* IdleAnimation: Sort of. If you stay in one spot for 30 seconds, with a Hammer Brother nearby, the Hammer Brother will leave its perch, and actively start chasing you. ''VideoGame/SuperMarioBrosTheLostLevels'' would introduce Hammer Brothers that actively chased the player from their first appearance.
* InfiniteOneUps: Line a Koopa shell just right against a staircase at the end of 1-1 or 3-1, and your jumps will turn into a chain reaction, triggering loads of points followed by {{One Up}}s. But woe to you if you exceed 127 lives, because the life counter will overflow into negative lives, causing your next death to be a GameOver.[[labelnote:Details]]The game stores your remaining lives in an 8-bit signed integer (which has a range from -128 to 127), hence the overflow.[[/labelnote]] This was fixed in the ''VideoGame/SuperMarioAllStars'' version, which stores the lives in an unsigned integer variable which has a cap of 128 lives.
* InNameOnly: Aside from the presence of Mario, Luigi, turtle enemies, and coins, ''Super Mario Bros.'' really doesn't have anything to do with ''VideoGame/MarioBros'', although it does have some similar elements (you can still attack enemies from below when they are on brick platforms).
* InvincibilityPowerUp: The Super Star (aka Starman) and its famous jingle debut here.
* JumpPhysics: The game has very well thought out jump physics, and the level designs were tailored around it. Mario can jump five times his height, can jump farther when running, and he mainstains just enough midair control to cut short a forward jump. Mario holds his momentum for a bit when he's in mid air or lands, even if the D-Pad is released. Even if he bumps into a wall in motion, he still holds his momentum and maintains mid air jump control. If he bumps his head into something, it quickly knocks him back down (the cramped castle levels are specifically designed to use this against you) but it won't stop him from moving.
* KnightOfCerebus: While the franchise would eventually feature much more wicked villains in the ''VideoGame/PaperMario'' and ''VideoGame/MarioAndLuigi'' games, Bowser is still this compared to Donkey Kong and Foreman Spike. Donkey was an AntiVillain who was trying to get back at Mario for abusing him, and Spike was a regular human who also happened to be a jerk and a BadBoss, but Bowser, the draconic EvilOverlord, is genuinely intimidating.
* LateArrivalSpoiler: The Princess being in castle number 8. This has become so ingrained in our culture that from every ''Mario'' game onward featuring the Princess being kidnapped, she'll always appear in World 8.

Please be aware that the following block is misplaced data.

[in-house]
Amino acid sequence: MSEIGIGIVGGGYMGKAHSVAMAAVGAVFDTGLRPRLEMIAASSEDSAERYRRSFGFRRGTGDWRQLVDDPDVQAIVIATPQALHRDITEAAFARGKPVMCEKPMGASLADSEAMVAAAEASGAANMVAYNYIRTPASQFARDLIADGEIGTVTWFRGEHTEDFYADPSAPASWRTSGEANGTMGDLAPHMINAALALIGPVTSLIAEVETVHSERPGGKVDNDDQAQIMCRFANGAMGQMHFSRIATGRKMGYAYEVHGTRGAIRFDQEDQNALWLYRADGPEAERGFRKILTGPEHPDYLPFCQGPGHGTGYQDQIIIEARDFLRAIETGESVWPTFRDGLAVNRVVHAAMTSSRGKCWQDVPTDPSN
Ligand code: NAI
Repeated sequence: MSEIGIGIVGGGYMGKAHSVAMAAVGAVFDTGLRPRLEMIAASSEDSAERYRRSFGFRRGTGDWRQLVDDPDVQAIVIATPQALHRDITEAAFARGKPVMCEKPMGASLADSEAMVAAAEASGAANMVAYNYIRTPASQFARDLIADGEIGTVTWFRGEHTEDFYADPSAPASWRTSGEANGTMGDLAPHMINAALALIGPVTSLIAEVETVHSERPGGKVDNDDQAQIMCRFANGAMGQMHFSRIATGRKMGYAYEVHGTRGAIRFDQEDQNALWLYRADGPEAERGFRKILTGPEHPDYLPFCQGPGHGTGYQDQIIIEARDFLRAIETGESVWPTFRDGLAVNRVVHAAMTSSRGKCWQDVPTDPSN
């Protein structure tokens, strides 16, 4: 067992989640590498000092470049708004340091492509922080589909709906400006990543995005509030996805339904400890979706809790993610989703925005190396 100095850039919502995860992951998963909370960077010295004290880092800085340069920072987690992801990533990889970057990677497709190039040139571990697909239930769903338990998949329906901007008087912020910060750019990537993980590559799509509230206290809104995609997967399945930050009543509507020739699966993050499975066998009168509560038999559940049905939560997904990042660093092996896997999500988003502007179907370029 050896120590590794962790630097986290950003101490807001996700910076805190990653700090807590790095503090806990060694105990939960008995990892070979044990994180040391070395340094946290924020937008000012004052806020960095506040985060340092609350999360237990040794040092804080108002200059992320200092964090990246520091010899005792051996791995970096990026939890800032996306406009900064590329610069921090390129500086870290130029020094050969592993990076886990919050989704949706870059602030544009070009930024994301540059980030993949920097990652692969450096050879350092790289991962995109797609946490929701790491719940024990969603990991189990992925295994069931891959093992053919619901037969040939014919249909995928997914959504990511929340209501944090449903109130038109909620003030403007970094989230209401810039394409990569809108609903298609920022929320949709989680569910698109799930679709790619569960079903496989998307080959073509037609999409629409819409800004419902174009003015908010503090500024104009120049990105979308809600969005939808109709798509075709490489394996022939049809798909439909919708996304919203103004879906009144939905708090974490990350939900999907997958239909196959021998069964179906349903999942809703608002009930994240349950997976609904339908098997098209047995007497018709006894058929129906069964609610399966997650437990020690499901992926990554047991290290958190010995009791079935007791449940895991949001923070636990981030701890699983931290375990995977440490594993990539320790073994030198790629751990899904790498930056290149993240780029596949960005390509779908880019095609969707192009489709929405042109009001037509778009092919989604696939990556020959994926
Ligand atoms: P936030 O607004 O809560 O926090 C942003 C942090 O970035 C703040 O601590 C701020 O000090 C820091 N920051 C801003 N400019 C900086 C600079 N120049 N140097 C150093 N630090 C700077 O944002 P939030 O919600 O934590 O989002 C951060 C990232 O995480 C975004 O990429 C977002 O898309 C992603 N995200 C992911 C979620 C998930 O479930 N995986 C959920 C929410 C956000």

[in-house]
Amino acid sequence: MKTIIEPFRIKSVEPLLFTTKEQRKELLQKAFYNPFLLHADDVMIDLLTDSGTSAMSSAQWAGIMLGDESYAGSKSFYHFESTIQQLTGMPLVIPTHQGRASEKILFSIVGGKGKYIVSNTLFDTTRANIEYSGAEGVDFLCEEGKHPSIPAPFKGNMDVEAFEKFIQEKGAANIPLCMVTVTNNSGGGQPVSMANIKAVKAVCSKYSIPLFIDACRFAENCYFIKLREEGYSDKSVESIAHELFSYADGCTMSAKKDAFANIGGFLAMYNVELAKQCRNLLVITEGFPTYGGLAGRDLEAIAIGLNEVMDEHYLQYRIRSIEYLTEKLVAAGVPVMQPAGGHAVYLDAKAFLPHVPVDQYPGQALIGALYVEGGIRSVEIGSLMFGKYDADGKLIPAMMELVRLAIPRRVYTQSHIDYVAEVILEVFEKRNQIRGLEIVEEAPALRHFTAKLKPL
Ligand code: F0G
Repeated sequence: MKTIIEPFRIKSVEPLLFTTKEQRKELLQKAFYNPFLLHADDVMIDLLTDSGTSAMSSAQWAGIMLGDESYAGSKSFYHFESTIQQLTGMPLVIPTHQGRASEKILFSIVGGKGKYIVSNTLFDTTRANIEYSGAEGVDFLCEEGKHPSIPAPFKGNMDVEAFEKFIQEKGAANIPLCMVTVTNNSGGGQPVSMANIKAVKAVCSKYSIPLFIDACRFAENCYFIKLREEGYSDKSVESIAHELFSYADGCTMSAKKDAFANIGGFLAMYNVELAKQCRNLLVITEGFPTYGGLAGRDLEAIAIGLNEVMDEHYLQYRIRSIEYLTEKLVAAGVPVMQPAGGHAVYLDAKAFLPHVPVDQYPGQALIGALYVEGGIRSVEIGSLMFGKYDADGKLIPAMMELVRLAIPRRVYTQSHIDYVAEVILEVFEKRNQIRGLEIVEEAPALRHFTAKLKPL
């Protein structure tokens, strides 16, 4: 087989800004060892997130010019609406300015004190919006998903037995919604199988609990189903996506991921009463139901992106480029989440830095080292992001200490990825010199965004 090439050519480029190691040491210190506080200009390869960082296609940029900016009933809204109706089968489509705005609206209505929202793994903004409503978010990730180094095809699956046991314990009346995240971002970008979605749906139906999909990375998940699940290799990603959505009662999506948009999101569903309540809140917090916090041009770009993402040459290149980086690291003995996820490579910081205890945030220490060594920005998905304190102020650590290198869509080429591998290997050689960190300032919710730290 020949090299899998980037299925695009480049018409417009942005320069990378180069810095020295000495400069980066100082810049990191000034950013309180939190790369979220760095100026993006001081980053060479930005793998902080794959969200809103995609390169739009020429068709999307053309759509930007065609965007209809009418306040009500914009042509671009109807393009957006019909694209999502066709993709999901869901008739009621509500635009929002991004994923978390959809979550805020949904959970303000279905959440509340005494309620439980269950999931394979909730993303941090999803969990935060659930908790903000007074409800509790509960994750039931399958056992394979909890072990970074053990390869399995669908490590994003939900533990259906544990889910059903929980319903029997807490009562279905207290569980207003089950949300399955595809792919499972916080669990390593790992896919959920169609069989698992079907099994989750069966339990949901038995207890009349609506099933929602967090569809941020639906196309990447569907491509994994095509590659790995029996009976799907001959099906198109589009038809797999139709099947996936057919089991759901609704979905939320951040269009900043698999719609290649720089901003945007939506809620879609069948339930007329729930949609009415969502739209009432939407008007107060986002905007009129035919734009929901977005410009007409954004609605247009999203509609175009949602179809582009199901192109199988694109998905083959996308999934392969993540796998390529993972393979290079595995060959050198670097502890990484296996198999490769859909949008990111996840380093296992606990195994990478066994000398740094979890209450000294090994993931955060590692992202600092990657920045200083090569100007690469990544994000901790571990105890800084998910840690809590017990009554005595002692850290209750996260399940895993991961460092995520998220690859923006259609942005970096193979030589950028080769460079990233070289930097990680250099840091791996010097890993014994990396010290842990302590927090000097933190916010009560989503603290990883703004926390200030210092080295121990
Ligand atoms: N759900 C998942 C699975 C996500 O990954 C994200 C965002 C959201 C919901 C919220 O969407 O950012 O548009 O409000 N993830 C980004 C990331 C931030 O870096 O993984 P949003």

* LethalLavaLand: The castle levels.
* Level1MusicRepresents: The overworld theme has become the iconic theme of the ''Mario'' series, as well as nearly every crossover and non video game appearance Mario has had.
* MagicMushroom: The UnfortunateName of the Super Mushroom in the NES version ([[DubNameChange though not the FC version]]).
* MarathonLevel: World 8-1 is looooooooooooong. Even harder than making all of the tricky jumps is reaching the end before time runs out!
* MinusWorld: A famous example, [[TropeNamers coined]] by ''Magazine/NintendoPower''[='=]s coverage of the glitch. Japan, meanwhile, discovered even more such worlds through a process that involves swapping out the game's cartridge with ''Tennis'' while the console's still running.
* NewGamePlus: "A new quest", which you unlock by beating the game once and restarting at the title screen. Goombas are replaced with Buzzy Beetles, enemies move faster, and all of the levels with harder counterparts later in the game (i.e.: 7-2 is the harder version of 2-2) are replaced with said harder counterparts. Both ''All-Stars'' and ''Deluxe'' retain this feature.
* NintendoHard: Although at the lower end compared to other infamously hard games. A main issue is that one-ups are so uncommon; there are exactly eight hidden 1-Up Mushroom Blocks in the game, and Coins are far less common than in later ''Mario'' games, making extra lives in a game with no save feature much more precious to have. The ''VS.'' version takes this UpToEleven - you start with only ''two'' lives, there is only a single hidden 1up block [[labelnote:Details]]Either the one in the first level, or if you miss that, it will be in the next location where a hidden 1-Up Mushroom appears in the original - once you hit a hidden block, there are no more 1-Up Mushrooms ''for the rest of the game'', whether you manage to collect the powerup or not[[/labelnote]], you need to collect 250 coins to earn an extra life and the infinite lives exploits are removed. As if this wasn't enough, the original levels themselves are much harder; new, super hard levels are added in and WarpZones don't take you as far forward as the originals. Even many expert NES Mario players never got past World 6, where they had to take a blind, running jump across a bottomless chasm and bounce off a Koopa Paratroopa onto a safe platform, where neither the Koopa or the safe platform were even on-screen from the jumping point.